The networked organizations

The internet creates another way to provide group consciousness.  We can all talk to each other directly; and we can use search engines, such as Google to find information much more quickly than ever before.

Google is an example of a company run this way (see Gary Hamel interviewing Eric Schmidt on YouTube).  There is no need for the cumbersome organizational structures of the past precisely because there is another way of creating group consciousness.

New skills for organizational stewards in the networked world

It takes new skills, of course, to develop this raised consciousness.  We are very likely to be savvy as internet users and creators.

  • We also have to understand how to read the results of the internet – judging provenance and the reliability of information.
  • We have to read the mood.
  • We have to learn to influence through this medium.
  • And we have to show that we can deliver results in the ‘real world’ through this new organizational ether.

It is time to develop the curriculum!

Who is in?  These are the questions that spring to my mind.  Who is working in this field?  What are the classical case studies?  What are the central ideas?  What are the best ways of exploring the ideas?

What is the best way of generating consciousness in the field itself?

UPDATE: For an HR Managers perspective on the Recession, I have written a summary on a new post.

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Eric Schmidt talking to Gary Hamel

Listen (no pun intended – 70 minutes).

 

Notes:

Eric Schmidt is the CEO of Google.  Gary Hamel is a Professor of Management at Harvard.  Schmidt’s main message is that leaders of innovative organizations like Google must listen, listen, listen.  A good listen!

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The essence of leadership is follow me

Even if it is only out of curiosity

Now who said that? Colin Powell, I believe, speaking to HR managers in the UK.

Culture, attitudes, behavior

My friend Steve Roesler at AllThingsWorkplace posted today on workplace culture, and how hard it is to change behavior. This is a central topic in social and organizational psychology. Can we change an attitude without changing behavior? Can we change behavior without changing culture? What sustains culture?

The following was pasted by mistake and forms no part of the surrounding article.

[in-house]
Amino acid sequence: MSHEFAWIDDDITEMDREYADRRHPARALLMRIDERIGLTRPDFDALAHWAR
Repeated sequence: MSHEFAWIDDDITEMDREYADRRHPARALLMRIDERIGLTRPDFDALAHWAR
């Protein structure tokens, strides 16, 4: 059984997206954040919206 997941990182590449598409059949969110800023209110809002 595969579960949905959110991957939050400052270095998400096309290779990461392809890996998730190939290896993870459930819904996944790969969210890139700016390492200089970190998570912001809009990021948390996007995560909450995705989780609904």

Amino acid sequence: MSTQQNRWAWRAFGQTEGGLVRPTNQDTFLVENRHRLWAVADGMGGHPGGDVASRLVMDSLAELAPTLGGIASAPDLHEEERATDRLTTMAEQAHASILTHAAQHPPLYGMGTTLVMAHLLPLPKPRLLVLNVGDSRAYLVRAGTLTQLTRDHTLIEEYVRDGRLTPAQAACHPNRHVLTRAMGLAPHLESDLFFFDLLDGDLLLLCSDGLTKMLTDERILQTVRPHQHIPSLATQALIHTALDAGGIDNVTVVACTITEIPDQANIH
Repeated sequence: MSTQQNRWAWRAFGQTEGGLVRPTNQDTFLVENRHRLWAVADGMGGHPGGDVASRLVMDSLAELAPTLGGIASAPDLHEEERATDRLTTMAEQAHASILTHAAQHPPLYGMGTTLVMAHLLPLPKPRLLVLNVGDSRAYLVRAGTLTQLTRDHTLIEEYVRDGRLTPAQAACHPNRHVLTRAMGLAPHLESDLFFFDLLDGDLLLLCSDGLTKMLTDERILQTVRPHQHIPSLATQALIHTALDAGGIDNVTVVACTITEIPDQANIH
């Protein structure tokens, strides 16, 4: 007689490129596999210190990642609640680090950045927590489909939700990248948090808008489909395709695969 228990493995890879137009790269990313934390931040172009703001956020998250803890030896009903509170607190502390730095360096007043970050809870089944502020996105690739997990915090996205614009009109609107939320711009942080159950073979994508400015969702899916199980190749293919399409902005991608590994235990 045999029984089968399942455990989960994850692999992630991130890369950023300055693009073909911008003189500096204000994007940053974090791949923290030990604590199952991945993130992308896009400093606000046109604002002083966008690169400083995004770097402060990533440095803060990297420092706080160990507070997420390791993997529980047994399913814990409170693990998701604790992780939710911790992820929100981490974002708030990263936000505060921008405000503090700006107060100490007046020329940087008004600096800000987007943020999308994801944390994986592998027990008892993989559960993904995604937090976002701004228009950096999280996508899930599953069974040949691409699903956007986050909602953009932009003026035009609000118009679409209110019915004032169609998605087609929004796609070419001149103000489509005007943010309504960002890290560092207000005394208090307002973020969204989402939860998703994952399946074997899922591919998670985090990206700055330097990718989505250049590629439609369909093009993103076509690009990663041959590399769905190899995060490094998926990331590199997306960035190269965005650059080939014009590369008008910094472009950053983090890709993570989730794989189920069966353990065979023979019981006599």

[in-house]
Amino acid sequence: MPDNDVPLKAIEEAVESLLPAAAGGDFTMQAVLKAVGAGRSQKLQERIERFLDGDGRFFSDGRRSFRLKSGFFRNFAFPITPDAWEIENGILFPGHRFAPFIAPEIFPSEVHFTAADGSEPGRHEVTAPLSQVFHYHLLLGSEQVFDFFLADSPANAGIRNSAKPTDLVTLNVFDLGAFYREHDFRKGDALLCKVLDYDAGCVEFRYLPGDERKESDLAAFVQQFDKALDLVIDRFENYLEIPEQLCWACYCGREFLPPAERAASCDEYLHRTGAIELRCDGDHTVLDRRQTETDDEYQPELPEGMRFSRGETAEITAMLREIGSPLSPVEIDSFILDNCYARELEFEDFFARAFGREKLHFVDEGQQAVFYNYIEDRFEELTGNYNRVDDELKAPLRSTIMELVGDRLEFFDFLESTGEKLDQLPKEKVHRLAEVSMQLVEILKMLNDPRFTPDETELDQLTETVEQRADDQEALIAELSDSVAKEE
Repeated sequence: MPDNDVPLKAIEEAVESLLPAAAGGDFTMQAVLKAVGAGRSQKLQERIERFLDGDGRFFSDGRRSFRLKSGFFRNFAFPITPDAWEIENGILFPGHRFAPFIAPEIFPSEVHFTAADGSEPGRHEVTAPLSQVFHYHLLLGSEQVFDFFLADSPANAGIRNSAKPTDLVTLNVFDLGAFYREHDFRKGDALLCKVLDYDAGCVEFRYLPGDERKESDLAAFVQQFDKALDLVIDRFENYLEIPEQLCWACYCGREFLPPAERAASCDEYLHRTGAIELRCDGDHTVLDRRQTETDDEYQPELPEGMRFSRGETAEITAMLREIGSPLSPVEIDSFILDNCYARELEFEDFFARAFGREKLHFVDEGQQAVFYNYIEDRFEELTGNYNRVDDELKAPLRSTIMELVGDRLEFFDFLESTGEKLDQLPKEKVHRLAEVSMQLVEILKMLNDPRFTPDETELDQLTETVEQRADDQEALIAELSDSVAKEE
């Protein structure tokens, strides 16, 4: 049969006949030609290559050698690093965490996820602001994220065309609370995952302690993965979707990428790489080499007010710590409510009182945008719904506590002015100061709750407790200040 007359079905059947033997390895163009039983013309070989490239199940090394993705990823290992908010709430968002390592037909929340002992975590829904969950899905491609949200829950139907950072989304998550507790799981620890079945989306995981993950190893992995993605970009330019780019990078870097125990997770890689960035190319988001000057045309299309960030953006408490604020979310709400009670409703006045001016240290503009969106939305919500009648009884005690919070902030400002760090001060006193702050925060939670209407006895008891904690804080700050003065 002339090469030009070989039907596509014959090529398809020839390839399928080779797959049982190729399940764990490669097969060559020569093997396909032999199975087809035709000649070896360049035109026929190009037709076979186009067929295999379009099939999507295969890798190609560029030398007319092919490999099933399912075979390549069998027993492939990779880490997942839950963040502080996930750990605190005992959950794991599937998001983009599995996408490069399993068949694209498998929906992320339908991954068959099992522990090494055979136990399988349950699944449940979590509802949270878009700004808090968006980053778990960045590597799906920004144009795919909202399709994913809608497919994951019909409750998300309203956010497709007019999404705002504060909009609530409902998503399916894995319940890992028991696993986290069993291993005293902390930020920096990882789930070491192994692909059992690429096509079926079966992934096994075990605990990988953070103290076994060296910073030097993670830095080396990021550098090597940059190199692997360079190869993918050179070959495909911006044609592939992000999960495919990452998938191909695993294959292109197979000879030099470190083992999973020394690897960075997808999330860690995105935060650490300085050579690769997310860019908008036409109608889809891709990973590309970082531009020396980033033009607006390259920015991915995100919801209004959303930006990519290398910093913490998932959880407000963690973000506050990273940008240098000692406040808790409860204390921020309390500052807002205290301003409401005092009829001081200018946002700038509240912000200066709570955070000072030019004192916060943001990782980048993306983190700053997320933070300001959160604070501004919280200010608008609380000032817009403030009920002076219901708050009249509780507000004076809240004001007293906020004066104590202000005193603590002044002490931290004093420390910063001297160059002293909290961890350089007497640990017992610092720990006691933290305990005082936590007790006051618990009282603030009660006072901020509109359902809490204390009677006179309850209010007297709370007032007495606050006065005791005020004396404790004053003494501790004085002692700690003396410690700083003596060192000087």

Earlier today I read a similar article in TimesOnLine on whether politicians can change British drinking culture by decree.

David Aaronvitch used a neat phrase:

“Fashion, popular culture, whatever you call it, found a way round authority, because it didn’t depend upon authority, or even upon establishment approval.”

This is the same phenomenon that Steve is talking about: informal culture and power. Should we despair as the TimesOnLine suggests? Brits are drunks – live with it and laugh at politicians nannying us again? Can cultures be modified?

How do we change patterns?

My social media friends will phrase this differently: can we organize viral campaigns?

I think we often put the cart before the horse.

Change effects tend to be spiral, or recursive. In other words, the change creates the change. And a forward change can cause a backward effect, necessary for the forward change.

So why the cart before the horse? We want the cart to be moving along with the horse following.

To get change, we have to join in. We have to be there in other words. We have put ourselves out there and be changed in the process. We have to believe that cart is worth pulling. We have to notice when it starts to roll back and judge whether to roll with it or dig our heels in.  We have to believe in it enough to feel the harness rubbing . . .

It is the linkage that is critical.

Being a player

In organizations, it is the willingness to be a player: to really put our money on the table. Willingness to win and to lose with everyone else.

  • Are we willing to sit at the table and make tough choices? And be accountable for the consequences?
  • Do we believe in our people enough to be accountable on the bad days?
  • Can we have the courageous conversations about what is truly rotten?
  • Can we accept the challenge about how we have treated people?
  • Can we do all of this will only one end in mind – keeping the group there for its members?

We don’t want to be talked at.  We want to talk with people who are also vulnerable in that their pride, future, pleasure, is also at stake.  We want to talk seriously with people about why we are doing this, whatever this is, and authentically discuss what is at stake for everyone.

Can we link our our futures to that cart?

Leading from within

This is the competency that HR Managers struggle with.

This is the competency that I hope social media managers will learn early ~ to be a player.